modern governments have an arsenal of weapons that they can and do deploy to try to mit-
igate fluctuations in their national economies”to limit both inflation and unemployment.
Some of these weapons constitute what is called fiscal policy: control over taxes and govern-
ment spending. Others come from monetary policy: control over money and interest rates.
But trying to tame the business cycle is not the same as succeeding. Economic fluctua-
tions remain with us, and one reason is that the government™s fiscal and monetary poli-
cies sometimes fail”for both political and economic reasons. As we will see in Part 3,
policy makers do not always make the right decisions. And even when they do, the
economy does not always react as expected. Furthermore, for reasons we will explain
later, it is not always clear what the “right” decision is.

Idea 6: The Short-Run Trade-Off between Inflation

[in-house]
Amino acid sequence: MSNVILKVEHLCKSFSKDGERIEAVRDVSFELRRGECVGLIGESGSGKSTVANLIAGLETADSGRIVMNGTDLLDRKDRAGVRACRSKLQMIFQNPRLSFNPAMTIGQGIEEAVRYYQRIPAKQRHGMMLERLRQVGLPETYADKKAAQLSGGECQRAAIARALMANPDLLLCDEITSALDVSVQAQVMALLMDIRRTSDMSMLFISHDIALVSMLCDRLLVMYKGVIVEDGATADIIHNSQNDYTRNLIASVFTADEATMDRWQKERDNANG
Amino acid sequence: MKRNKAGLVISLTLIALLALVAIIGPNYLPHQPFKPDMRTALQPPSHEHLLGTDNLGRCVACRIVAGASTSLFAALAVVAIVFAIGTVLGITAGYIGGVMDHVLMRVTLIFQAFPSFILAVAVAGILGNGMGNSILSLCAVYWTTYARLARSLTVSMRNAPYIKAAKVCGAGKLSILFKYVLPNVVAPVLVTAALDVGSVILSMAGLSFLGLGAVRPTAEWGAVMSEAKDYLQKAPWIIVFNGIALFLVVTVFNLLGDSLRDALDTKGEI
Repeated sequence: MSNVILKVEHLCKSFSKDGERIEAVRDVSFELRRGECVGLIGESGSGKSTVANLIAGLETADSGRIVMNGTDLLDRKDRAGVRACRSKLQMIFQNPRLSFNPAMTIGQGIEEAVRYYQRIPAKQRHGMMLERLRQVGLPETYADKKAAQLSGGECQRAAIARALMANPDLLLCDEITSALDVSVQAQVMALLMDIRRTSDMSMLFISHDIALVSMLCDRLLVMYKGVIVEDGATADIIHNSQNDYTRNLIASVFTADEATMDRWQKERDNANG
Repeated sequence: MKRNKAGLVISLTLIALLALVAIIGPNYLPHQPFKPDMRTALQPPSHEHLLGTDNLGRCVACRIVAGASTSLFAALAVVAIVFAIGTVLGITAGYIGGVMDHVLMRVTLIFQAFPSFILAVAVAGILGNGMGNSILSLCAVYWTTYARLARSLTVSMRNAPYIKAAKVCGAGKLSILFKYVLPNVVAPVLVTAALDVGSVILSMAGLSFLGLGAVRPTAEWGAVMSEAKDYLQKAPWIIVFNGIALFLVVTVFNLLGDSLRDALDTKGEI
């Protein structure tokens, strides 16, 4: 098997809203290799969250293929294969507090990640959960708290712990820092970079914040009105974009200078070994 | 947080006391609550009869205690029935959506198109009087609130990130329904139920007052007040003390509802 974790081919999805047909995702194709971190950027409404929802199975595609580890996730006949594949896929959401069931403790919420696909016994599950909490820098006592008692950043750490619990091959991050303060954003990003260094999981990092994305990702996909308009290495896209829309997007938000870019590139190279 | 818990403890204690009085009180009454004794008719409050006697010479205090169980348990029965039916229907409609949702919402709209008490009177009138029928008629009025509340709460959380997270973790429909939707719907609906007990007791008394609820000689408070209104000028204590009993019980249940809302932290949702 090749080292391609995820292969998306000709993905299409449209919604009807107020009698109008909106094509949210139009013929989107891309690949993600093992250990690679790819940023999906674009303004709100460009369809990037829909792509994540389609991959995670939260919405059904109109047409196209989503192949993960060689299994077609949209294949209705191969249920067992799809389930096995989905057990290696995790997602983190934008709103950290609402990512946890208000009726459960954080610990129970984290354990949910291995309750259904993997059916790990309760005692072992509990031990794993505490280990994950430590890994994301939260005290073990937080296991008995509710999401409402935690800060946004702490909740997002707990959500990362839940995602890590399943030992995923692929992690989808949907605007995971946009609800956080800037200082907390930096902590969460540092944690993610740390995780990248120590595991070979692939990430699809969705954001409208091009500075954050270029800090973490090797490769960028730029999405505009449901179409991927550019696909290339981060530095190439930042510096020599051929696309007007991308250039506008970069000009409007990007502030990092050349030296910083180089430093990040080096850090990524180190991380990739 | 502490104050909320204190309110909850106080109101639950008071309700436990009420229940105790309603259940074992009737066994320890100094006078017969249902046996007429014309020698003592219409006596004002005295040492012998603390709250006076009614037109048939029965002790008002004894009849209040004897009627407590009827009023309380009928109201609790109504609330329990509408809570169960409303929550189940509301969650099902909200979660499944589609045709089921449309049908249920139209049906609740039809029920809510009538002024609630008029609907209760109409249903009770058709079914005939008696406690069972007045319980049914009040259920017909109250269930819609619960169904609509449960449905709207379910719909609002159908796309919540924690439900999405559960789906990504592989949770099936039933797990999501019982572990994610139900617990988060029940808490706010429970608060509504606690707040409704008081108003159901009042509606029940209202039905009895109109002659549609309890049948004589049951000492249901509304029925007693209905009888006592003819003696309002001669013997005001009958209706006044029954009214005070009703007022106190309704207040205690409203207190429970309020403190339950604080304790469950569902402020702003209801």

and Unemployment
The U.S. economy was lucky in the second half of the 1990s. A set of fortuitous events”
falling energy prices, tumbling computer prices, a rising dollar, and so on”pushed infla-
tion down even while unemployment fell to its lowest level in almost 30 years. During the
1970s and early 1980s, the United States was not so fortunate. Skyrocketing prices for food
and, especially, energy sent both inflation and unemployment up to extraordinary
heights. In both episodes, then, inflation and unemployment moved in the same direction.
But economists maintain that neither of these two episodes was “normal.” When we
are experiencing neither unusually good luck (as in the 1990s) nor exceptionally bad luck
(as in the 1970s), there is a trade-off between inflation and unemployment”meaning that low
unemployment normally makes inflation rise and high unemployment normally makes
inflation fall. We will study the mechanisms underlying this trade-off in Parts 2 and 3, es-
pecially in Chapter 16. It poses one of the fundamental dilemmas of national economic

Idea 7: Productivity Growth Is (Almost) Everything
in the Long Run
In Geneva, Switzerland, today, workers in a watch factory turn out more than 100 times